Single-stream recycling

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Single-stream (also known as “fully commingled” or "single-sort") recycling refers to a system in which all paper fibers, plastics, metals, and other containers are mixed in a collection truck, instead of being sorted by the depositor into separate commodities (newspaper, paperboard, corrugated fiberboard, plastic, glass, etc.) and handled separately throughout the collection process. In single-stream, both the collection and processing systems are designed to handle this fully commingled mixture of recyclables, with materials being separated for reuse at a materials recovery facility (MRF).[1][2]

Single-stream recycling programs were first developed in several California communities in the 1990s. Subsequently many large and small municipalities across the United States began single-stream programs. As of 2012 there are 248 MRFs operating in the U.S.[3]


Proponents of single stream note several advantages:[4]


Potential disadvantages of single stream recycling may include:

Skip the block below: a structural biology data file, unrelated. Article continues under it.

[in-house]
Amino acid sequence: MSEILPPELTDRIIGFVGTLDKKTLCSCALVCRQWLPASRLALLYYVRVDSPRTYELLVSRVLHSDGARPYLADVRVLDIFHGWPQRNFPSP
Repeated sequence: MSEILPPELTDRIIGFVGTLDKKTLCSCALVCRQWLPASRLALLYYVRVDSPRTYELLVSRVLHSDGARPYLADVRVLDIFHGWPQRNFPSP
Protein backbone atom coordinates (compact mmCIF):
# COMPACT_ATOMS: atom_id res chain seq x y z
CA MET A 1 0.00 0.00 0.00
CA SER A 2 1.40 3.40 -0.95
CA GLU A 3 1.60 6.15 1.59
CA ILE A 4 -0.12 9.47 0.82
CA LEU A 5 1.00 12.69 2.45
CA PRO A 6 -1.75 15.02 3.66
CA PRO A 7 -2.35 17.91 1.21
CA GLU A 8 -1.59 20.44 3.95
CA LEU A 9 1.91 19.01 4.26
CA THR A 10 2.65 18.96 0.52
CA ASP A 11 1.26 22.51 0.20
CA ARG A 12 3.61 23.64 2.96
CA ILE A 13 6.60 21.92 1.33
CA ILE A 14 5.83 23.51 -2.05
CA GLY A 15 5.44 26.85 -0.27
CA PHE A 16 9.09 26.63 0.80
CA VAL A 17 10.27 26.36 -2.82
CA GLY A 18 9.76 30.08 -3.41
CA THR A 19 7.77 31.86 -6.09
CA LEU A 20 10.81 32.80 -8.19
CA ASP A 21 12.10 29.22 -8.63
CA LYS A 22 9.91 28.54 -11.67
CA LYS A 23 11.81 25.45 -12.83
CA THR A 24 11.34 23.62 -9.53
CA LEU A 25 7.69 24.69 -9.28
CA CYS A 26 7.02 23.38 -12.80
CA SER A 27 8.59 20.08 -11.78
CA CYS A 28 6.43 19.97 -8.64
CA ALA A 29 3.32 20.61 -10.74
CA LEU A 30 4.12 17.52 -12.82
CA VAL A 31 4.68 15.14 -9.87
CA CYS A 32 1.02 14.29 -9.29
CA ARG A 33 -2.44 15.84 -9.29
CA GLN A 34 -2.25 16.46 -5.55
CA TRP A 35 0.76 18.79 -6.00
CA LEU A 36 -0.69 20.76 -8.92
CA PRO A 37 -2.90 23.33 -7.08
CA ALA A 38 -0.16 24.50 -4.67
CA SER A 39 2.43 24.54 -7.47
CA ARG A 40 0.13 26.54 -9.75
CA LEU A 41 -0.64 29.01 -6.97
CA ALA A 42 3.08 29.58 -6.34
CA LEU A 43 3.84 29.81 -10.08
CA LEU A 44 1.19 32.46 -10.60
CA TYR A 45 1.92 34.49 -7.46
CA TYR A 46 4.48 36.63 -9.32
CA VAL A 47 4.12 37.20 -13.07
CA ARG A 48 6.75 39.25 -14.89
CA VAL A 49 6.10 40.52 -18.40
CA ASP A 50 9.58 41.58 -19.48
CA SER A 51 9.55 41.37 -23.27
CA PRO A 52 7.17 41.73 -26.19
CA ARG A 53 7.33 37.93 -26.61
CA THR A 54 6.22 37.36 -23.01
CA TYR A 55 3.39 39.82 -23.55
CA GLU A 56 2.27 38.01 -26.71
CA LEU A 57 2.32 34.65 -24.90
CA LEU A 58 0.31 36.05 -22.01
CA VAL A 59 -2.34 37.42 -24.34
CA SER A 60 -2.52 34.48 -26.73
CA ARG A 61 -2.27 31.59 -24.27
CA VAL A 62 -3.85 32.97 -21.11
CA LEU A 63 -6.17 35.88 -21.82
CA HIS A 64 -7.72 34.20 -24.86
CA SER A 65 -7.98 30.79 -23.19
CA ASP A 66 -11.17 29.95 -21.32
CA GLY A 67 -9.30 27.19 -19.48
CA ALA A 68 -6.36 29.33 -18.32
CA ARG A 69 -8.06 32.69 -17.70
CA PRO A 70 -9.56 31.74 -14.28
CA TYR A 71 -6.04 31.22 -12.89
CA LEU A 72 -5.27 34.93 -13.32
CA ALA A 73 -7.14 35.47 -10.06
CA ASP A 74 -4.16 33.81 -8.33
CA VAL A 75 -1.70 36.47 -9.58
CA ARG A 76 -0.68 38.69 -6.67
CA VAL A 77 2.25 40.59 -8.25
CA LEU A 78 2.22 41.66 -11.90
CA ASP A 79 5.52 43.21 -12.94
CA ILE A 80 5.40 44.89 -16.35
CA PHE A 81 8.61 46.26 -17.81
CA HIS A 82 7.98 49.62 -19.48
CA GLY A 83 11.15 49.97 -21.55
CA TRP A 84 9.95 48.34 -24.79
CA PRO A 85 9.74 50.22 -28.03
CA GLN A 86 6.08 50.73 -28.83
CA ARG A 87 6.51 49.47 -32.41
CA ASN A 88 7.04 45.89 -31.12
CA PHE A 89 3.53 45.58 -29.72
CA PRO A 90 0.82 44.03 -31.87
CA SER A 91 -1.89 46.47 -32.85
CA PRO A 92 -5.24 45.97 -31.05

See also[edit]


  1. ^ City of Chicago, Illinois. Department of Streets and Sanitation. "What is Single Stream Recycling." Accessed 2013-12-09.
  2. ^ Montgomery County, Maryland. Division of Solid Waste Services, Rockville, MD (2010). "Comprehensive Solid Waste Management 10 Year Plan: 2009-2019." p. 3-40.
  3. ^ de Thomas, Dylan (2013-11-14). "Single Stream in the West." Presentation at Fall 2013 Meeting of Association of Oregon Recyclers, Portland, OR.
  4. ^ Connecticut Resources Recovery Authority, Hartford, CT (2013-03-28). "The Facts About Single-Stream Recycling."
  5. ^ Diehl, Phil (2013-03-05). "Single-stream system increases recycling". San Diego Union-Tribune (San Diego, CA). 
  6. ^ "Sustainable Facilities Tool: Solid Waste System Overview". Retrieved 1 July 2014. 
  7. ^ "Single-Stream Recycling Generates Debate". Recycling Today. Richfield, OH: GIE Media, Inc. 2002-05-22.